FOG-FOAM PROVES EFFECTIVE AT AIRPORT FIRE INVOLVING TANKER
Threatening Gasoline Tanker Fire Quickly Controlled by Modified Type 155 Crash Truck Using Fog Foam
IN thirty seconds on the afternoon of June 24, 1948, a hot gasoline fire that might have had grave consequences was brought under control at LaGuardia Airport, New York City. The fact that there were no grave consequences is a testimonial to well trained, efficient men of The Port of New York Authority emergency crew and their utilization of modern developments in fire-fighting equipment and techniques. Incidentally, the fire provided the first actual use of an Army 155 emergency crash truck that had been modified for the use of fog-foam.
The fire broke out at 5:40 p.m. at the rear end of a tank truck containing 4,000 gallons of aviation gasoline. Orangecolored flames shot fifteen or twenty feet into the air, licking the wing of a DC-6 airliner. At 5:46 p.m. the fire was entirely out and all possibility of re-kindle had been eliminated; the truck and ground around it were blanketed by foam.
Aside from the potential danger to lives, more than $1,300,000 worth of planes and other equipment was saved from destruction. The plane whose wing was over the fire was an American Airlines DC-6, valued at more than $800,000. Only fifty feet away was a Capital Airlines DC-4 valued at nearly $500,000. Several baggage and utility trucks were parked nearby.
So quickly was the fire extinguished that damage was confined to the rear end of the truck and to some freight and mail that was about to be put aboard the DC-6. The plane was undamaged and took off on a commercial flight a few hours later. The gasoline truck was able to drive off under its own power. New York City firemen, responding to the alarm from the Jackson Heights stations outside the airport arrived to find the fire already out.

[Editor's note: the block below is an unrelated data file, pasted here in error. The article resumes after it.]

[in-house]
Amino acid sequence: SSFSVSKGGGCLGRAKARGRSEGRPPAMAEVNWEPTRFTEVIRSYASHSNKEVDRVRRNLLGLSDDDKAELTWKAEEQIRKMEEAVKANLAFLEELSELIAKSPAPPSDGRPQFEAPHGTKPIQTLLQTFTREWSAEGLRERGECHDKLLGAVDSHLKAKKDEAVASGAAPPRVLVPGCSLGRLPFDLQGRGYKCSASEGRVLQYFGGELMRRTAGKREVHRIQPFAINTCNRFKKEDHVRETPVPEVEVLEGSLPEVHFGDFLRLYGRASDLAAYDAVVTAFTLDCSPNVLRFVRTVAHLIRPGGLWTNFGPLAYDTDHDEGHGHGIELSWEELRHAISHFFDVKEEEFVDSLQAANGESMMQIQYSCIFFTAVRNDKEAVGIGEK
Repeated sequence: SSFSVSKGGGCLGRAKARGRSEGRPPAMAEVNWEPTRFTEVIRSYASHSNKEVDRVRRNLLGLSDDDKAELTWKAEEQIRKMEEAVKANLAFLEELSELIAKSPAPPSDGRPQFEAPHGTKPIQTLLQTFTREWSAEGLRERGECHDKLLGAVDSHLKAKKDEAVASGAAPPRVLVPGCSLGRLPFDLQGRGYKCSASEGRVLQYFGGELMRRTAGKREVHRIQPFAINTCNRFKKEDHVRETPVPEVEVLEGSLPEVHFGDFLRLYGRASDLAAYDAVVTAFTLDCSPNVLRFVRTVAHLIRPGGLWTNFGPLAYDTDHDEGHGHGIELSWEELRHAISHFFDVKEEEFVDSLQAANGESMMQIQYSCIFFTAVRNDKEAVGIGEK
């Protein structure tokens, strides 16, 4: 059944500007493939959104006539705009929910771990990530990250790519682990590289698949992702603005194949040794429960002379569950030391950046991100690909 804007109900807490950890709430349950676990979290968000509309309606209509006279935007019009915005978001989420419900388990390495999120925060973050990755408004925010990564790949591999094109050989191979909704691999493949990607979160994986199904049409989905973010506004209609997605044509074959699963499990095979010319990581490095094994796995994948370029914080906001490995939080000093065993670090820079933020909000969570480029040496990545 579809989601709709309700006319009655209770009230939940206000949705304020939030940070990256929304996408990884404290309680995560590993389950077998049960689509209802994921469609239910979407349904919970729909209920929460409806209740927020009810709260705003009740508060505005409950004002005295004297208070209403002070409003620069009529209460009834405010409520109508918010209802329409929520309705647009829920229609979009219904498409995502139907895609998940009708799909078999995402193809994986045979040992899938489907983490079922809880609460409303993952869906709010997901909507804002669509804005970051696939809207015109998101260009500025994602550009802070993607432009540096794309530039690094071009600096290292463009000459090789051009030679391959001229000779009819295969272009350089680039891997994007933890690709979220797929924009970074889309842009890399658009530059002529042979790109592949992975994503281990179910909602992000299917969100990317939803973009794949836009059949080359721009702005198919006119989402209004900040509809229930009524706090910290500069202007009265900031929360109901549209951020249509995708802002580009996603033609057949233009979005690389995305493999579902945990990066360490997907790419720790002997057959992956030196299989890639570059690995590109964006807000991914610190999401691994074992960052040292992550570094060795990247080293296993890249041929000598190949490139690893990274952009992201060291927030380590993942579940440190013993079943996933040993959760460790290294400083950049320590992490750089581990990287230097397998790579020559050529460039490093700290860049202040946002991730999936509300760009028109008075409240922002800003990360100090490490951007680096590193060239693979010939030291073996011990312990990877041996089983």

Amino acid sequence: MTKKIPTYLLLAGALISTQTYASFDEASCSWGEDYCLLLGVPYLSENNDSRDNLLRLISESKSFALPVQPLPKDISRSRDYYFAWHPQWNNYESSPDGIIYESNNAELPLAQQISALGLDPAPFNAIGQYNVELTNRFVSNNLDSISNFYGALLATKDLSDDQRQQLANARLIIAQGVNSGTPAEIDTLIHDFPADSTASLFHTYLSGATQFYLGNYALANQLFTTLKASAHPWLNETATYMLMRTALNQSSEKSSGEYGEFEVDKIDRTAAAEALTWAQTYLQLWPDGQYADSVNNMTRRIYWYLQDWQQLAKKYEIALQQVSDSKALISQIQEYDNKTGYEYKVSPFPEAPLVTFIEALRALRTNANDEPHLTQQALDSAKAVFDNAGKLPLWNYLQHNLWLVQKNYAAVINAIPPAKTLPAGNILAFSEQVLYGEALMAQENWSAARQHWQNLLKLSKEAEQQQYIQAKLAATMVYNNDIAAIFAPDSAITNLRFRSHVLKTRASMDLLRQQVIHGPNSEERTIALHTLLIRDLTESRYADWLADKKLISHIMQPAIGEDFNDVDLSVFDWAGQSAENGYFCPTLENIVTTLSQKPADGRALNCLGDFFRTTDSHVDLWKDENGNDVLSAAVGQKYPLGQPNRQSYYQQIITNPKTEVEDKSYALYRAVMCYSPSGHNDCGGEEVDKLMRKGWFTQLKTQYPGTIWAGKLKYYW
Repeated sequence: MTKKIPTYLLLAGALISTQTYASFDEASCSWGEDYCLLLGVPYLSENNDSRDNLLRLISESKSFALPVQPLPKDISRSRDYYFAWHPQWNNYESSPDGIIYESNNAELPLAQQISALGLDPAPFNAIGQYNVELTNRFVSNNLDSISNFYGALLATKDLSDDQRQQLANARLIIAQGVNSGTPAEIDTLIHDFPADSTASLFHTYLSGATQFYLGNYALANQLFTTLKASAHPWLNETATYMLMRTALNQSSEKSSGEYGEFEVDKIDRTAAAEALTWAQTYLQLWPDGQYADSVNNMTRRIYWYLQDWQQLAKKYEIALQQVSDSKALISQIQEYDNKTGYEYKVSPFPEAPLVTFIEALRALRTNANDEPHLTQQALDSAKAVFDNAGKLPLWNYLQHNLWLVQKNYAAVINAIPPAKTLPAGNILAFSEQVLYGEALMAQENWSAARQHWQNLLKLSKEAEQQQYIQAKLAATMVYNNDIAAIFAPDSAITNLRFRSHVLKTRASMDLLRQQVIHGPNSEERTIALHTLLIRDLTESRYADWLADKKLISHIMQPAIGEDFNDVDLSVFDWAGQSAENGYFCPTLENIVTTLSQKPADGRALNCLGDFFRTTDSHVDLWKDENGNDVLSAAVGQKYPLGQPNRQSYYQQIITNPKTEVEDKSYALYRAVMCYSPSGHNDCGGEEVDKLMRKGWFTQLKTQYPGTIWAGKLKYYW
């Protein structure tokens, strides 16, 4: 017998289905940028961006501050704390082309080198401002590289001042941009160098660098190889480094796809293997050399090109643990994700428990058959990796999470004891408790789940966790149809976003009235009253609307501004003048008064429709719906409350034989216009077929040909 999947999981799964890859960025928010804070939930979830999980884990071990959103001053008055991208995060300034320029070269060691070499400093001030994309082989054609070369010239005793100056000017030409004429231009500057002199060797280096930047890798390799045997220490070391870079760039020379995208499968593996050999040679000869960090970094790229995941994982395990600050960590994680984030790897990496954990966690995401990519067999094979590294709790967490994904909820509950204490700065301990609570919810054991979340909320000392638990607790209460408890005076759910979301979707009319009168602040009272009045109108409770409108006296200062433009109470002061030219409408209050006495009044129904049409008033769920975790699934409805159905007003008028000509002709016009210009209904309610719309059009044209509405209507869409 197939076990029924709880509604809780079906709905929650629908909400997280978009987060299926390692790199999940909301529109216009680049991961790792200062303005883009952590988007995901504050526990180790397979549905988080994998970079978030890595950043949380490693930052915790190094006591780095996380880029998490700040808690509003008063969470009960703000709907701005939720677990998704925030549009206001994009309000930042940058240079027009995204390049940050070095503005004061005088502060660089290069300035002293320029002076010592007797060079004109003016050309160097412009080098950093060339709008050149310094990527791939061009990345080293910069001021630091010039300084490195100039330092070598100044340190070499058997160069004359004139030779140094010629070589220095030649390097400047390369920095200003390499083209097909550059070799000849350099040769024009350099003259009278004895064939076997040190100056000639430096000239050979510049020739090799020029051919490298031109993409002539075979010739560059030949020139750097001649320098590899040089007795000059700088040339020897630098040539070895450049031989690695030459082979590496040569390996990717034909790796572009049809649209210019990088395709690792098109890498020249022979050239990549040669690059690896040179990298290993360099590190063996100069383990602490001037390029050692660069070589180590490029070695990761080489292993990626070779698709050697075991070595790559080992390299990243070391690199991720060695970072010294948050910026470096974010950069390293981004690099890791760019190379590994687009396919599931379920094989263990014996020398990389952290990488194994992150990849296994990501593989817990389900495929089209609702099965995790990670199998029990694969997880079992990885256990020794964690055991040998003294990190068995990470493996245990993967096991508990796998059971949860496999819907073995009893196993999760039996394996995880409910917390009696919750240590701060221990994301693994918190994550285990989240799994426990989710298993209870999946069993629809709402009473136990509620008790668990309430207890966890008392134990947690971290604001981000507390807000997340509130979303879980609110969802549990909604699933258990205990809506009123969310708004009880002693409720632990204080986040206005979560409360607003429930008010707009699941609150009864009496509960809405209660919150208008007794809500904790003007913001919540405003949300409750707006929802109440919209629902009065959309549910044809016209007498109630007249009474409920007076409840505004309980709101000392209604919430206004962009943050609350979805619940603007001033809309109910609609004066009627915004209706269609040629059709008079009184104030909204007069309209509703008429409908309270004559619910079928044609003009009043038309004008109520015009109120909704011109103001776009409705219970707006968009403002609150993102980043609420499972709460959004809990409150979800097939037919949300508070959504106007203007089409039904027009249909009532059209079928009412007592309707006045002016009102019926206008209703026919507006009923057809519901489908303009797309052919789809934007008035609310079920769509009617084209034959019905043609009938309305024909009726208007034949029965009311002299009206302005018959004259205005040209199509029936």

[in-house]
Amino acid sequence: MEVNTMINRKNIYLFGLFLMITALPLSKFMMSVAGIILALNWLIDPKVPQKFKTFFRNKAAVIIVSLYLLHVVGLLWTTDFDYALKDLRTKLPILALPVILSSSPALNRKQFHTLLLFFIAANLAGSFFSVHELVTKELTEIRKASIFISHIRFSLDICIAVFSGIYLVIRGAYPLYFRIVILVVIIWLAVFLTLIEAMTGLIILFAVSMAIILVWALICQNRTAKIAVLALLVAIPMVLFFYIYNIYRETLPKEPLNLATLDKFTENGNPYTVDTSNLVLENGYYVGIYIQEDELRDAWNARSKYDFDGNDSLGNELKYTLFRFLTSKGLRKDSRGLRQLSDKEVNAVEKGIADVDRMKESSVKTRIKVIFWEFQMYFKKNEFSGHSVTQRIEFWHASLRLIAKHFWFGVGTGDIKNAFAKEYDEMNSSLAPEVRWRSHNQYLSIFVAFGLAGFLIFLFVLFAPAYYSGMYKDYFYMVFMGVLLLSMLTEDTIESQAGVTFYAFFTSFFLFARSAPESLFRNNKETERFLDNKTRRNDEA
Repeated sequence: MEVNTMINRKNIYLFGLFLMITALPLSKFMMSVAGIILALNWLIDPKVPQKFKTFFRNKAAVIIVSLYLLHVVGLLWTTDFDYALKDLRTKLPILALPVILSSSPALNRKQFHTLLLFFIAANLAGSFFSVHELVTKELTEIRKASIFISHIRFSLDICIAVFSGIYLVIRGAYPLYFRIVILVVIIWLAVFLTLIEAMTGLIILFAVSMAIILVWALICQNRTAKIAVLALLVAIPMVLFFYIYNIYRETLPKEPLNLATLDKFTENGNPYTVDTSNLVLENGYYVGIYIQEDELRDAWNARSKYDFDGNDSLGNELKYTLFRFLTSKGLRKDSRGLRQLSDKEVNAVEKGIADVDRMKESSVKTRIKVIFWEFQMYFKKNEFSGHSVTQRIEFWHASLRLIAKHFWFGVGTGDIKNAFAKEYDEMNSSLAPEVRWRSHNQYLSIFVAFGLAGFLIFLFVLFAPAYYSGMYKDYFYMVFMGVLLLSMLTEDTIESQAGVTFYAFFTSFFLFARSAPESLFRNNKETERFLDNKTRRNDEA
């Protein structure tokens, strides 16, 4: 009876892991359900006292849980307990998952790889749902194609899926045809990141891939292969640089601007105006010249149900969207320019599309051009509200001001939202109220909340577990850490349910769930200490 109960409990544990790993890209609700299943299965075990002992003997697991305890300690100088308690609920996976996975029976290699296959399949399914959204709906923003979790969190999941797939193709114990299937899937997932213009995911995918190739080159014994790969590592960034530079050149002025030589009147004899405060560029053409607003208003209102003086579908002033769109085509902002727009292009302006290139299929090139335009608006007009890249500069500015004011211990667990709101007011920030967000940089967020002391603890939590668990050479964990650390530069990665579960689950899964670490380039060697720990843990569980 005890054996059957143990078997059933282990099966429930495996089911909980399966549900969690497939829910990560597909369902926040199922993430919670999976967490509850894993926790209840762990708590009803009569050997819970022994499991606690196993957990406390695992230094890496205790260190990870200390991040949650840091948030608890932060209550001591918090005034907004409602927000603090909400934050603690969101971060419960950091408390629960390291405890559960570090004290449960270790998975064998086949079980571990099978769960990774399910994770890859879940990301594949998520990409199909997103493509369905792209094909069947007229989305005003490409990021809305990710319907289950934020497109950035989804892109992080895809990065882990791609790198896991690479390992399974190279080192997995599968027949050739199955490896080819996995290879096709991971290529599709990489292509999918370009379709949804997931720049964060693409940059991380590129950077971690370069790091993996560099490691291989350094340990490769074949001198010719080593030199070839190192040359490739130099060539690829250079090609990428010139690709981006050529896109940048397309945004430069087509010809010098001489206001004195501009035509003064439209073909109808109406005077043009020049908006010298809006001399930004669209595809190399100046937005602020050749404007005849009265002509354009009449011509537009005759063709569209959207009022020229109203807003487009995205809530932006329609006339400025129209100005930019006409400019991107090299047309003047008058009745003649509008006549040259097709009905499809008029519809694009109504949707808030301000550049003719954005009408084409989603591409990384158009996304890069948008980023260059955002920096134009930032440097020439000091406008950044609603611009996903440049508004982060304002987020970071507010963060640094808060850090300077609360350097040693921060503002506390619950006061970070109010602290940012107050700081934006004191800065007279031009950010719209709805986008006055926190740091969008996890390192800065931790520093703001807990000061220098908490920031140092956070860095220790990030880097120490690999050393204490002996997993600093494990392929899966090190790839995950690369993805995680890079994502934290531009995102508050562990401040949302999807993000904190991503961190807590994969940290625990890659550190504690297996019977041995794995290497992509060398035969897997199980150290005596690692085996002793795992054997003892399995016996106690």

It has been determined that the blaze as caused when a slip coupling parted in the aft pumping compartment, possibly because of vibration, spraying gasoline over the pump engine. The truck had been topping off the fuel supply in the wing tanks of the plane, and had put in 150 gallons of the 250 needed.
The Air Traffic Control Tower, which is operated by the Civil Aeronautics Administration, sounded the alarm to both the Port Authority Fire and Rescue Crew, and the New York-City Fire Department, and alerted all aircraft approaching the field, as well as ground stations. While the fire departments were en route, efforts were made by Port Authority and airlines personnel in the immediate vicinity to fight tfie blaze with portable extinguishers; but because of the intense heat they were unable to get close enough for their efforts to be effective. Within one minute of the alarm four pieces of Port Authority apparatus arrived and went into action, having raced four-fifths of a mile down the airport apron from the fire house.
The main unit of Port Authority fire fighting equipment is a Class 155 army type crash truck which has been modified by the Port Authority for fog-foam generation. In addition, other pieces are a Class 125 army type truck with three handlines, two for water and one for liquid foam pickup; a light truck, which is a mobile fast-acting apparatus, and a 2,500-gallon water carrier.
Most of the extinguishment of this fire was accomplished by a turret equipped with a Rockwood R2 ball type valve and special nozzle that delivers 200 gallons of foam a minute. Also aboard the modified 155 are three hand lines which deliver thirty gallons a minute each, and a ground sweep with capacity of ninety gallons a minute.
The nozzle, said to be the first of its kind to be installed, was selected for this specific type of job. It was developed to meet Port Authority requirements in dealing with aviation gasoline and aircraft.
Cooperating in the development were Arno F. Hirschel, the Port Authority’s superintendent of mechanical maintenance; R. D. Mahaney, safety engineer at Washington National Airport, and engineers of the Rockwood Sprinkler Co., Worcester, Mass. Experiments were conducted at National Airport and at New York International Airport at Idlewild.